They are not towns, just places near Wakkerstrom in Natal. I have lumped them together because they are small, are geographically close together and both originated from the activities of the Hermannsburg Mission Society in the 19th century.
Lüneburg, sometimes written as Luneburg or Luneberg is at 27.3151°S and 30.6178°E at 1146m altitude.
The instructions from the mission society was for the missionaries to go and live amongst the natives, so that they are part of their daily lives and to get a first hand knowledge of their customs and culture. But then the society found it necessary to send out trades men to help the missionaries to build their station. What happened in Lüneburg was that the society ran out of money and couldn't pay the trades people. They started to make a living by cutting down trees in the natural forests, cutting into blanks and sending them off to Barberton to exchange them for farming requisites. Thus the area around Lüneburg became colonised by people from Germany.
A start was made with forming a congregation of the Lutheran faith when H.Meyer's two year old son died by drowning and had to be buried. A cemetery was laid out which is seen as the beginning of the community. The place was named after the town Lüneburg in Germany from where many of the settlers had originated. Next was to build a church from sod, that is pieces of grass piled on top of each other.
A year later came a school, initially mainly for religious instructions.
Next to the road between Lüneburg and Braunschweig is a monument, position: 27.2989°S and 30.672°E. The text on the English plague reads as follow: The German H.Filter and the Dane Larsen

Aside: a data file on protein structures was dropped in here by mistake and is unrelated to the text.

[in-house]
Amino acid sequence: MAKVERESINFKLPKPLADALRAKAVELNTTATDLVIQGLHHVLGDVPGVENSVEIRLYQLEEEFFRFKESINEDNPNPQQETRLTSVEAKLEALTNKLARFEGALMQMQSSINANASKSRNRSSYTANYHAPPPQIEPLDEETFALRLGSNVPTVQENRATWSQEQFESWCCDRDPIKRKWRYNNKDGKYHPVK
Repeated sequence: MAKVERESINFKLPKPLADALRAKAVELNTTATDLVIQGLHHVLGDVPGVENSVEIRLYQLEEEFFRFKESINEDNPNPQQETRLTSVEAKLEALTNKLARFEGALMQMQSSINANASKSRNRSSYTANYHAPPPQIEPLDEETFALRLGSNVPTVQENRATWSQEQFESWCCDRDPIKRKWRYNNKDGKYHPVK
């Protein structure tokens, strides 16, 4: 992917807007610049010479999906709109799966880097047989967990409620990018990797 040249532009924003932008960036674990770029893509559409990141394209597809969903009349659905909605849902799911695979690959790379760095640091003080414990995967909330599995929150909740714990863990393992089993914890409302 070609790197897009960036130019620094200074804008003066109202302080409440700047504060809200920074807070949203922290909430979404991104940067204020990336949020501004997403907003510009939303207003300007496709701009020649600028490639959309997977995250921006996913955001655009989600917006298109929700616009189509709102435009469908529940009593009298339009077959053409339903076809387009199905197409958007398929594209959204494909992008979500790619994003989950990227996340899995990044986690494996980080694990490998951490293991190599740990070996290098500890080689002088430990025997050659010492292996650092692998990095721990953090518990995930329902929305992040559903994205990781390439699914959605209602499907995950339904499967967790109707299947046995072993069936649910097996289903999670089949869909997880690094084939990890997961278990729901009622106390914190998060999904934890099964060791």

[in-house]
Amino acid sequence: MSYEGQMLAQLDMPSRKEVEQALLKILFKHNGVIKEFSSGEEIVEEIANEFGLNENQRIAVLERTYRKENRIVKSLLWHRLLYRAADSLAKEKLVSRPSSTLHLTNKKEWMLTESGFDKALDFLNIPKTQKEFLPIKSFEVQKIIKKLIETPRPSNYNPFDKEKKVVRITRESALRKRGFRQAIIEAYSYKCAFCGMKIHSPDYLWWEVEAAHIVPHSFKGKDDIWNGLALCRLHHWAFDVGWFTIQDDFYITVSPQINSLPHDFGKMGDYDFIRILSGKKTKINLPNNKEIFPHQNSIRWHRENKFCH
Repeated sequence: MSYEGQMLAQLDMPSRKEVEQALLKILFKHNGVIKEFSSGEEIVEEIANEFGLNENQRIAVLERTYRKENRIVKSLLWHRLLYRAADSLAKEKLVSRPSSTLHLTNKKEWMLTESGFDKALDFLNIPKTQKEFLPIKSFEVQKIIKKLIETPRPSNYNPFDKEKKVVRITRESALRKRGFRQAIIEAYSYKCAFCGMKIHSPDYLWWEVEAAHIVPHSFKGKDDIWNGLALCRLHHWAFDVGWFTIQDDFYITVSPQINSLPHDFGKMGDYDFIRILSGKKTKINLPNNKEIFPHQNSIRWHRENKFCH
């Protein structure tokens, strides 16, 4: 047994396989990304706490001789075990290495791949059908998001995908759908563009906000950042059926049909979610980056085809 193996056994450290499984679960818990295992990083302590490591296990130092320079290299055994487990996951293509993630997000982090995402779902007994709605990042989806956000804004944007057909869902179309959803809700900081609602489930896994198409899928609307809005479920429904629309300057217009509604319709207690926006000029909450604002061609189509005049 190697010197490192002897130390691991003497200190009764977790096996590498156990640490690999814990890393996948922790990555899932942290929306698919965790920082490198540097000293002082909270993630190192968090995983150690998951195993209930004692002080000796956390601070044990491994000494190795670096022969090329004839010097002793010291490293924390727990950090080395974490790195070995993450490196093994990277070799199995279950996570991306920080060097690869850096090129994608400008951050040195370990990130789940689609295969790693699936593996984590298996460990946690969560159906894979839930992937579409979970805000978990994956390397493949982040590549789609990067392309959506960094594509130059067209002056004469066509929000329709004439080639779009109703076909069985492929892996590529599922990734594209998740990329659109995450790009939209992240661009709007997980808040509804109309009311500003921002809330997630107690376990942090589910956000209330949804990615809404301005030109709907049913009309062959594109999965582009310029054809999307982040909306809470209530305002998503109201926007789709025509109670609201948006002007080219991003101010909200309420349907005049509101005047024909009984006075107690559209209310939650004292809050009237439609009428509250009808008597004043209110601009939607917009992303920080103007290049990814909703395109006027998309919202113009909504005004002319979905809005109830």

died in the Zulu War 1879
what the granite expound for the
descendants bind our gratitude to their
names you gave your life so that others
could live. The grateful descendants
This translation from German is a bit stilted, but I have to admit I would not have been able to do it any better, for some of the words it's difficult to find an equivalent in English.
The background to this, the father of H.Filter was Jakob Filter, the missionary stationed at Lüneburg. J.Filter did have a somewhat uneasy relationship with the Zulus and wished 'the British would take over to bring a war in which the British would be victorious thereby Christianity, education, law and order will be established, or the Zulus would be victorious, thereby heathenism, tyranny, and barbarism would prevail.' A quote found in Ref.2 from his communications with the Hermannsburg Mission Society (Germany). The British army occupied the area during the Zulu war of 1879 and built a fort at Lüneburg. J.Filter allowed his son to work with the British to do reconnaissance. During one of those missions he was captured and killed by the Zulus.
I have found no information about the Dane Larsen.
A more detailed account of events involving H.Filter from Rev 2. Prince Mbilini, a son of the Swazi king Mswati, was marauding with his horde of warriors through the area, stealing and pillaging. And that because he had been overlooked to become the new king on his father's death. He made his 'home' in the northern parts of Zululand, in the area around Lüneburg and made a nuisance of himself. The Zulu King Cetshwayo actually ordered him to be captured and killed. But somehow when the Zulu war came he became an ally of King Cetshwayo.
A skirmish at the eNtombe river cost the British 78 lives, some of them are buried in the Lüneburg cemetery, others at the site of the battle (a place I still need to visit).
The sources don't say where and when, H.Filter shot and wounded Mbilini who later died of his wounds.